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Compare homicide and suicide rates in Japan - Assignment Example

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Name: Instructor: Task: Date: Studies by Brookman have positioned Japan as the leading society in suicide rate compared to societies such as Mexico, Germany and the US. In addition, studies have revealed that, among the studied societies, Mexico has the lowest suicide rate…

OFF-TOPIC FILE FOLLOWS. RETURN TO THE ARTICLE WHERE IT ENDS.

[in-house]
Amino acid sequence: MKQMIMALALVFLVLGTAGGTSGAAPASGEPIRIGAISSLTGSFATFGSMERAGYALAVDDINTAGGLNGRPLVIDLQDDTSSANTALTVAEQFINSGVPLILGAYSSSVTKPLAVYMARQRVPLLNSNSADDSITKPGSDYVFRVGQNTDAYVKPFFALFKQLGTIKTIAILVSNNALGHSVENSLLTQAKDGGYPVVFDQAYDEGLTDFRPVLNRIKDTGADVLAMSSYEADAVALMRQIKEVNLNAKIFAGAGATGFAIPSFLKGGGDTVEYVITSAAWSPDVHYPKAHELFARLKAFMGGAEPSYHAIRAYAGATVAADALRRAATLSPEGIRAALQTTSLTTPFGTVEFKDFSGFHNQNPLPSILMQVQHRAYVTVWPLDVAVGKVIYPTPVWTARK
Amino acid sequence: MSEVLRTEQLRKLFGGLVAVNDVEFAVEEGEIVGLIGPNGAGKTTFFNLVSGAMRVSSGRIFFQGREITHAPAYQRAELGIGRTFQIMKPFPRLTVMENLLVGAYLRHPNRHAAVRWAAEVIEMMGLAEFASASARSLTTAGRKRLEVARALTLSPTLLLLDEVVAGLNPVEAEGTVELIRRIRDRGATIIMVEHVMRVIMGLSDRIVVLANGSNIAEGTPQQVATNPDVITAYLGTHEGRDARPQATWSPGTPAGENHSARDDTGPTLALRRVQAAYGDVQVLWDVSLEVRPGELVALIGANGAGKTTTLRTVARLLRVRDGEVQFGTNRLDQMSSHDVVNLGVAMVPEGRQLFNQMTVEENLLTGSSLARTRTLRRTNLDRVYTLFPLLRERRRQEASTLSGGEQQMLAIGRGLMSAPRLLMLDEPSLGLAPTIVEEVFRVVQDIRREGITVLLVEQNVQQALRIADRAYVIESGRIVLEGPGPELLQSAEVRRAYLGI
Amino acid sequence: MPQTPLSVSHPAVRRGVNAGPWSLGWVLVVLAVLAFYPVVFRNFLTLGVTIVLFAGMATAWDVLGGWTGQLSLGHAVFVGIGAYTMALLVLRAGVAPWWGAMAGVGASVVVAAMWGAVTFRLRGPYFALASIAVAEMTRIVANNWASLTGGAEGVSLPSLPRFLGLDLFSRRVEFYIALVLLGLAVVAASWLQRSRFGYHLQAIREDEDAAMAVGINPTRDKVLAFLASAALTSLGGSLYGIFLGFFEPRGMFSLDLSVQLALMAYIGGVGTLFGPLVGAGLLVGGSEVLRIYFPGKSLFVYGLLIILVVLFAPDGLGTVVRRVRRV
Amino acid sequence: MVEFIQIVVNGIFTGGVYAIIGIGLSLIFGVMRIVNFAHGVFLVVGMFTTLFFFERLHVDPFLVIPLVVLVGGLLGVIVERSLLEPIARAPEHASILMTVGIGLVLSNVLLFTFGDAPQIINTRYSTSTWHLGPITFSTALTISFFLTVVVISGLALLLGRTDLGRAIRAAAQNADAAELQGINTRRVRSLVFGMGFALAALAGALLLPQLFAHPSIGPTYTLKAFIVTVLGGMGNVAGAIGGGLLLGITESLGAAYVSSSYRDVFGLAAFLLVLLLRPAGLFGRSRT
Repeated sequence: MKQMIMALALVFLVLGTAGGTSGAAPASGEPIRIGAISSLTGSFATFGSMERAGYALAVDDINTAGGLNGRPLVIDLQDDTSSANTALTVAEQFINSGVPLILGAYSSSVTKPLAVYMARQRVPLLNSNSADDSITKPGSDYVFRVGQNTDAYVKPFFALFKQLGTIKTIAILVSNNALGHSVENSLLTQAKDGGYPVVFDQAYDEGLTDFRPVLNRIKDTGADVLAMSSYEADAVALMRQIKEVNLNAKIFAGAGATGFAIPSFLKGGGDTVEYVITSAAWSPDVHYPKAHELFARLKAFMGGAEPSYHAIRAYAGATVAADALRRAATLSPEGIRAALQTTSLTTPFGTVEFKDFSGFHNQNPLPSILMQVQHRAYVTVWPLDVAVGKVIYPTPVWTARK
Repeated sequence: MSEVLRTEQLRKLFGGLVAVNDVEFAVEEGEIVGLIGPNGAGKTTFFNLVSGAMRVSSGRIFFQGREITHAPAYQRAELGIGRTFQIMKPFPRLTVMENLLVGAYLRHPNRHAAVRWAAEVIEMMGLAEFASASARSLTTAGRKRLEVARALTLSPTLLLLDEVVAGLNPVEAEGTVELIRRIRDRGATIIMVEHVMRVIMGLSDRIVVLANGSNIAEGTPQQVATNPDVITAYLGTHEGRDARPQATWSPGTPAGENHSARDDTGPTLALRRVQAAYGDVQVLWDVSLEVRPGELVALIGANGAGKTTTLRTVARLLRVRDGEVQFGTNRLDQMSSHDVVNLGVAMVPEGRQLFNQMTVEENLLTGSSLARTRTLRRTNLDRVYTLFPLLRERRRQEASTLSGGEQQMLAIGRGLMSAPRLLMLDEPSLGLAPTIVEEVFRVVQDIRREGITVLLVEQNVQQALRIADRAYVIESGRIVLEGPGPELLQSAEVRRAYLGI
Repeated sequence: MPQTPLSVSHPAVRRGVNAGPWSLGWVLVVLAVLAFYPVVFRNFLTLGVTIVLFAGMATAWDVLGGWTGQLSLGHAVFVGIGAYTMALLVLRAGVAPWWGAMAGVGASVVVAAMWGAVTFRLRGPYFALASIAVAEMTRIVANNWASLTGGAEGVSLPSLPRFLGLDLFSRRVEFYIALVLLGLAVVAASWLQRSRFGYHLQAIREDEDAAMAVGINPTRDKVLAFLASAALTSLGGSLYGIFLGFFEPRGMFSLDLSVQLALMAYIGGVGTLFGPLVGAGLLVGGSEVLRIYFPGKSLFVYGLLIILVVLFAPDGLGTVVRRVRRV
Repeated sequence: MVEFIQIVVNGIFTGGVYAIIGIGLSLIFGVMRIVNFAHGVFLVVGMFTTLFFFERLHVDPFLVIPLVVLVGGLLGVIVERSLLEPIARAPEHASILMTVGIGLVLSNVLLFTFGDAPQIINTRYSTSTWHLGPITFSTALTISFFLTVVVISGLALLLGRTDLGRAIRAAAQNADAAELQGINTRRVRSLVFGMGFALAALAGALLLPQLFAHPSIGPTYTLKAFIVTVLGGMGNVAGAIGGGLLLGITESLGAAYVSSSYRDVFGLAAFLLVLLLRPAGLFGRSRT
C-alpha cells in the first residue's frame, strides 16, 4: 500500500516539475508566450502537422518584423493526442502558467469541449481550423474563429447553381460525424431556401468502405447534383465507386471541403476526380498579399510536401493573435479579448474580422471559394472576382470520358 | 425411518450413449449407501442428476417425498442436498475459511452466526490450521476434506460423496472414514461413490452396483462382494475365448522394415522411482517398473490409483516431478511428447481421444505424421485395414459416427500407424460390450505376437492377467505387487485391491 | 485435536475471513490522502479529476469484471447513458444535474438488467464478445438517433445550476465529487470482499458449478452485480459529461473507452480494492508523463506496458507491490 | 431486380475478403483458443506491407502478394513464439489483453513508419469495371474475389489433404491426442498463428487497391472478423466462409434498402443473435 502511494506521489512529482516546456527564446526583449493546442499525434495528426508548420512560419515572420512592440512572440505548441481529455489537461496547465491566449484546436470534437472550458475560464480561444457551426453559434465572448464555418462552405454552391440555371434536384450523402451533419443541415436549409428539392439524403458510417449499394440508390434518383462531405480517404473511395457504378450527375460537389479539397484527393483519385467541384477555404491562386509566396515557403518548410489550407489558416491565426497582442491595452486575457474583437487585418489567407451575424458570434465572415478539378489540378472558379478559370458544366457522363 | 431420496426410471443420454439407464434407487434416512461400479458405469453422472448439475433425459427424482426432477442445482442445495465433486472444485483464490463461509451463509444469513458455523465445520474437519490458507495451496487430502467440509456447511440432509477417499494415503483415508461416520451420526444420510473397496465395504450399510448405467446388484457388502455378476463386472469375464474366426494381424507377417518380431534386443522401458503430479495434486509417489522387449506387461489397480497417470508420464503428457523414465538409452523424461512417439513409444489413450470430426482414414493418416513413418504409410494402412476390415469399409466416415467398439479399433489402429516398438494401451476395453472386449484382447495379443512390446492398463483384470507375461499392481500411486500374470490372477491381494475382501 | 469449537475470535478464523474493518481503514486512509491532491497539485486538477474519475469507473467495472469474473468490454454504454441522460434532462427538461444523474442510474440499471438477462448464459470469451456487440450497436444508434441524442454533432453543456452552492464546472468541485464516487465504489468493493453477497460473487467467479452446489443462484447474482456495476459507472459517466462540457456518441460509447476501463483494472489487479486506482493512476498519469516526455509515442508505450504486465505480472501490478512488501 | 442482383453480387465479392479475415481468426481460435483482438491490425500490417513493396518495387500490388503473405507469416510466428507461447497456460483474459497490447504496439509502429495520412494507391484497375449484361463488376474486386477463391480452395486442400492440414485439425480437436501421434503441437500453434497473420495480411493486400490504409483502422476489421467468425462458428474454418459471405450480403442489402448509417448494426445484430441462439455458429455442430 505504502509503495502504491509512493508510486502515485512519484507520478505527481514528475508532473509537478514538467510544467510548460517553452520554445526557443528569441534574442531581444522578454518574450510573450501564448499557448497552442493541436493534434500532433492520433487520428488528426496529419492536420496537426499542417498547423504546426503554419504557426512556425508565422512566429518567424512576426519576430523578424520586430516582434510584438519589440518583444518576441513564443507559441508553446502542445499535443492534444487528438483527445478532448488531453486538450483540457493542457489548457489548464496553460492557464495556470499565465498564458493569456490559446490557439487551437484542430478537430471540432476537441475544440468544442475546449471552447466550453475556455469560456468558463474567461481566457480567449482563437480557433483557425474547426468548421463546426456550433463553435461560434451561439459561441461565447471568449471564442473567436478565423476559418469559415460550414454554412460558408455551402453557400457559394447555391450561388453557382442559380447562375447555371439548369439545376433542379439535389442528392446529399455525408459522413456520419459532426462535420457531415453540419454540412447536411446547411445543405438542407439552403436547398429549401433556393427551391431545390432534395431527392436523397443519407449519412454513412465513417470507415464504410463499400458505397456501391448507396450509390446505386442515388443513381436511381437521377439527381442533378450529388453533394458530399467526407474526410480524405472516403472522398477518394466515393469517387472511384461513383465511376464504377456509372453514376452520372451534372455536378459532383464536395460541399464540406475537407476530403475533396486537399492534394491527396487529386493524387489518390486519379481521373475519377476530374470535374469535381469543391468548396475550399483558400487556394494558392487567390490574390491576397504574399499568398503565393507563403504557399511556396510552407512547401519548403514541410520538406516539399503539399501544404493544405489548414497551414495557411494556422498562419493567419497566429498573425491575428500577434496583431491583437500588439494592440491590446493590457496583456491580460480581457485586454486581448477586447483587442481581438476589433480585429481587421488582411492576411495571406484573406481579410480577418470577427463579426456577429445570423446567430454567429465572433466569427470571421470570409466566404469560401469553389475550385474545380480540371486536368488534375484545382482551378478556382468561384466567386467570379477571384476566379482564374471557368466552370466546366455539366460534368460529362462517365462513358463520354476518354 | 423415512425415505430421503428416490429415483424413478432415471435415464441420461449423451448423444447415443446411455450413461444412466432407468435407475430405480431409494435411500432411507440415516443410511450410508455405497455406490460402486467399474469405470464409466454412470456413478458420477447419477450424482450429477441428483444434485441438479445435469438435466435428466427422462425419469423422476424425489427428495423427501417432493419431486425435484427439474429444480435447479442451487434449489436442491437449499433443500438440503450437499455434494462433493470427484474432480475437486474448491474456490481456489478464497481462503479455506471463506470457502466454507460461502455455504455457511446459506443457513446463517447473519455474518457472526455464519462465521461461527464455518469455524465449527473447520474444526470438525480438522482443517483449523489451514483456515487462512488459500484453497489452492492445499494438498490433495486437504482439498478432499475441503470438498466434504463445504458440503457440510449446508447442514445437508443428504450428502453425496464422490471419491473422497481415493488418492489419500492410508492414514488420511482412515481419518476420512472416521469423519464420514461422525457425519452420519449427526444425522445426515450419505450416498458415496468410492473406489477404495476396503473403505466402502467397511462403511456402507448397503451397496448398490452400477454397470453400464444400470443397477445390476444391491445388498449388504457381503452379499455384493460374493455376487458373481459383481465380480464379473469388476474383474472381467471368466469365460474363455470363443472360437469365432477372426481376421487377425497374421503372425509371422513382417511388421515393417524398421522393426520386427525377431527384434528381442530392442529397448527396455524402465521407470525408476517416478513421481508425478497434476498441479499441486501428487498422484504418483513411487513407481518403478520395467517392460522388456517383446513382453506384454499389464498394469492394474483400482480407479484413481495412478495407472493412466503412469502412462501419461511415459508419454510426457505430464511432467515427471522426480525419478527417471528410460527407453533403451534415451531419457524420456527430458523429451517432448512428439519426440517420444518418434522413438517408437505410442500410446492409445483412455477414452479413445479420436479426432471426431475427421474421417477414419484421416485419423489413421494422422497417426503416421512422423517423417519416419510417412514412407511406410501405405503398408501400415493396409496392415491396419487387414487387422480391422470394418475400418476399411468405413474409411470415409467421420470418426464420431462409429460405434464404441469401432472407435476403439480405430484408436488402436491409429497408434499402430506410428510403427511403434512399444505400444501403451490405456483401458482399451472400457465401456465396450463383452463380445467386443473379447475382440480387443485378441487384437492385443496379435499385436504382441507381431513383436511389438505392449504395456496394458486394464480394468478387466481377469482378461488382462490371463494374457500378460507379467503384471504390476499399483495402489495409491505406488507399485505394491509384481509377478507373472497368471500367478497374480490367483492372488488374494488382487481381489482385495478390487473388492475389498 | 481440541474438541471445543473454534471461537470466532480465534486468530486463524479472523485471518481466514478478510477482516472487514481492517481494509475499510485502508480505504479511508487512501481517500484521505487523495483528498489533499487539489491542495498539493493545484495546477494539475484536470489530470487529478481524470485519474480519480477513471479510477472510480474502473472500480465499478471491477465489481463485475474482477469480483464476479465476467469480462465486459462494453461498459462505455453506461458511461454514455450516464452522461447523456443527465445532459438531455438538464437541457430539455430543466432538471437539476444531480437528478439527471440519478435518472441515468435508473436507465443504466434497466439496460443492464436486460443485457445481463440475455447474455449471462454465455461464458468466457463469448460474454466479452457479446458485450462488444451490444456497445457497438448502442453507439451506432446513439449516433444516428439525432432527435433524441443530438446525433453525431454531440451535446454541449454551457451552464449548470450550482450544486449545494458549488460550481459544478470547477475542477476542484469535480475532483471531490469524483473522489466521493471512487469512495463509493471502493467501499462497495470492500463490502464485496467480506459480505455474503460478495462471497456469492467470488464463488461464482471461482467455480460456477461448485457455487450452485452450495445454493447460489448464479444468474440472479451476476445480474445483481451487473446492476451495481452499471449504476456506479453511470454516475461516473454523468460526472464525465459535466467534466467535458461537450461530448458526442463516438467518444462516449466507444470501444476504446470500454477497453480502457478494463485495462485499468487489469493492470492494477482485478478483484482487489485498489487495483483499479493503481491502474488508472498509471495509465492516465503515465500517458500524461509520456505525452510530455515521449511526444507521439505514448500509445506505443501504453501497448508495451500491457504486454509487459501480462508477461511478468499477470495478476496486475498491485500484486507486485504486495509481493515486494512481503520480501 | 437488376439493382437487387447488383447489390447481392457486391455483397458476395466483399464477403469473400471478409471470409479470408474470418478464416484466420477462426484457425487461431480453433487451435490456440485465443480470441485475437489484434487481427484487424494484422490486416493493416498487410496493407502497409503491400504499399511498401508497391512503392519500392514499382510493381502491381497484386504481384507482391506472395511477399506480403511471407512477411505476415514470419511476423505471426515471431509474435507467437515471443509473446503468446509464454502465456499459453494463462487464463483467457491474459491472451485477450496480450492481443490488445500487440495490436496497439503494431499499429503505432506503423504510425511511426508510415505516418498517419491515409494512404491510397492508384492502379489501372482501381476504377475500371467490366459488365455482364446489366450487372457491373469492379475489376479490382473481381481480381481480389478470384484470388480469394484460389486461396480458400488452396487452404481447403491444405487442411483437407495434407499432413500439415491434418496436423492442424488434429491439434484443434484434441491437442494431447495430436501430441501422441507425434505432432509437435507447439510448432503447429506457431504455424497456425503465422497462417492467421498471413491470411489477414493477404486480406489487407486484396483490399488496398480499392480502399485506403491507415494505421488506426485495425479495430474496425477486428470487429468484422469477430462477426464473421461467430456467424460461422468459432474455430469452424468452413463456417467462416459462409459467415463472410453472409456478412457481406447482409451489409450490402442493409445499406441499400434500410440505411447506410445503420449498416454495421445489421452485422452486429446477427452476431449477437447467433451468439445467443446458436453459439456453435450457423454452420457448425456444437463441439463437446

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Task: Studies by Brookman have positioned Japan as the leading society in suicide rate compared to societies such as Mexico,Germany and the US. In addition, studies have revealed that, among the studied societies, Mexico has the lowest suicide rate. However, it is significant noting that, in all the studied societies, the rate of suicide is higher in men than it is the case in women. Moreover, one should note that, despite possessing the highest suicide rate, it posses lowest rate of homicide (Brookman 104). Significantly, the table has revealed that the US has a considerably higher homicide rate compared to the insignificant 0.5 rate in Japan. In contrast, the rate of suicide in Japan is significantly higher compared to the inferior rate in US, which translates to almost half of the suicide rate in Japan. It is worthwhile emphasizing that, in order to explain for the above disparities, studies by Brookman have employed sociological perspective to justify the situation. Brookman has argued that, a society’s cumulative longing to commit murder relies on social aspects. However, he has stated that gun availability heightens the possibility of a society and its ability to consign murder. Considerably, there is an obvious connection between the rate of murders and the possession of guns, especially handguns. Studies by Brookman have postulated that, murder impulses occur significantly to the percentage of the population who are sufficiently jealous, angry, or self- destructive. Brookan has added that there are certain social factors that may pose massive impact on brutal crime. These social factors include violence from the media and income discrimination. He has argued that several scholars have associated crime wave of 60s and 70s with the aging of the initial generation of television. He has added that, introducing a television in a certain region results to double figures in crime rates immediately after the aging of the first generation of television. In addition, although there is no clear correlation of total scarcity rate with crime rate, income inequality result to clear correlation with crime rate. Brookman has postulated that when crime rates of a state are compared to their rates of income inequality, it is evident that sky-scraping inequality rate translates to high homicide rate. It also results to increased violent crimes and elevated rates of confinement. Concisely, the above correlation has justified the insignificant lower levels of homicide in Japan than in the US. Income inequality results to two distinct groups that compete for state public goods. These groups are the rich and the unfortunate (Brookman 108). Significantly, the rich lucratively lobby for an uneven split of services and for elimination of services. Moreover, the economic elite of the US has sturdy political affiliations and their interests do not significantly correspond with the interests of the poorer neighborhoods. For instance, as the poorer citizens drive for superior enforcement of the law and better neighborhood policing, wealthier citizens have no attention in insignificant public policing. Consequently, there is inefficient security in neighborhoods that seriously need it. In addition, there is formation of indirect policies that benefit a certain group at the expense of the other especially in job creation. In response, the back up of elite interests calcifies the gap of inequality and draws off money away from law enforcement in shoddier neighborhoods. Accordingly, in Japan, there are lower levels of income inequality compared to the towering -income inequality levels in the US. Moreover, there are inferior rates of brutal crimes in Japan than it is the case in the US. Significantly, the rising rates of murder cases have coupled an escalating rate of income inequality. Another significant cause for the towering homicide rate in the US relies on the straining of the social fabric. In addition, the inefficiency of police and the institutions of judiciary partake vital roles in fueling the occurrence of homicides. Typically, one should note that the presence of weak social integration is very vital championing homicides. Breakup of social order creates a suboptimal stability of violence and anarchy. Perhaps US’s economic disproportions and institutional realities have influenced the above destabilization at a low rate, leading to a situation where the youth are killing one another in the streets with no effort to stop them. The violence increases over time as a culture of reimbursement results into a world where a single murder creates another (Brookman 125). In conclusion, sociological scholars in the US have recommended different potential policies that will help decrease homicides. Such policies range from the motive such as the institutionalized inequality to the means such as the illicit gun trade. Another category relies on the mechanism where the policies tackle retaliatory as well as self- driven violence. Work Cited Brookman, Fiona. Understanding Homicide. Newbury Park, CA: SAGE, 2005. Print. Read More
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